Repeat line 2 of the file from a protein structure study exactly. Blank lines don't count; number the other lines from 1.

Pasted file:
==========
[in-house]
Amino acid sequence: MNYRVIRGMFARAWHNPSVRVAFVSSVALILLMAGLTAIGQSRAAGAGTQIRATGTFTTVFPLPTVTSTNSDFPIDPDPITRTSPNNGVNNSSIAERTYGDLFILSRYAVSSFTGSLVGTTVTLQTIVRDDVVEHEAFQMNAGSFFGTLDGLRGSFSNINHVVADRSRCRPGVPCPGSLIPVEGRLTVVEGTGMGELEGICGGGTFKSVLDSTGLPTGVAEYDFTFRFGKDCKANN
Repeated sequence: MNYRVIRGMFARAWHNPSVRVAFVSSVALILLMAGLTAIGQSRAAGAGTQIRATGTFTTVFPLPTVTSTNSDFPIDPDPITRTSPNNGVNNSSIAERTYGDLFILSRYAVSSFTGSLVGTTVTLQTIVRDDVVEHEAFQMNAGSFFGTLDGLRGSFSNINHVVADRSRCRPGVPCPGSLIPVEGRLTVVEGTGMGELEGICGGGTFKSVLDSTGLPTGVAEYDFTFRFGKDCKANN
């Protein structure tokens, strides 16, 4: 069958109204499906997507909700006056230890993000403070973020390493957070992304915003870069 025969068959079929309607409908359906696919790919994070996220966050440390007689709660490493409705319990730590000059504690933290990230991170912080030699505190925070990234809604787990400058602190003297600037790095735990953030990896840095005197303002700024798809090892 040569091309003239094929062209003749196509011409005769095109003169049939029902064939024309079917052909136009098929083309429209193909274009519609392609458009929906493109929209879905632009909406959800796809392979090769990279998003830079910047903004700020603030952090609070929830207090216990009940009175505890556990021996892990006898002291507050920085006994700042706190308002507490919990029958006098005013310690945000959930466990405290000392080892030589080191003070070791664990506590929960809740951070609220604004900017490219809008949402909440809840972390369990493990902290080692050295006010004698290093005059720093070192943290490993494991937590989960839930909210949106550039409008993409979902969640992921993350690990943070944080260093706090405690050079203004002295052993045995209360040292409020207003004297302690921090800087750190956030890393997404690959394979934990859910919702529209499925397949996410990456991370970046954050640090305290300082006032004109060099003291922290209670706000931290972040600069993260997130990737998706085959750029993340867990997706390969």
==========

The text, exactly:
Amino acid sequence: MNYRVIRGMFARAWHNPSVRVAFVSSVALILLMAGLTAIGQSRAAGAGTQIRATGTFTTVFPLPTVTSTNSDFPIDPDPITRTSPNNGVNNSSIAERTYGDLFILSRYAVSSFTGSLVGTTVTLQTIVRDDVVEHEAFQMNAGSFFGTLDGLRGSFSNINHVVADRSRCRPGVPCPGSLIPVEGRLTVVEGTGMGELEGICGGGTFKSVLDSTGLPTGVAEYDFTFRFGKDCKANN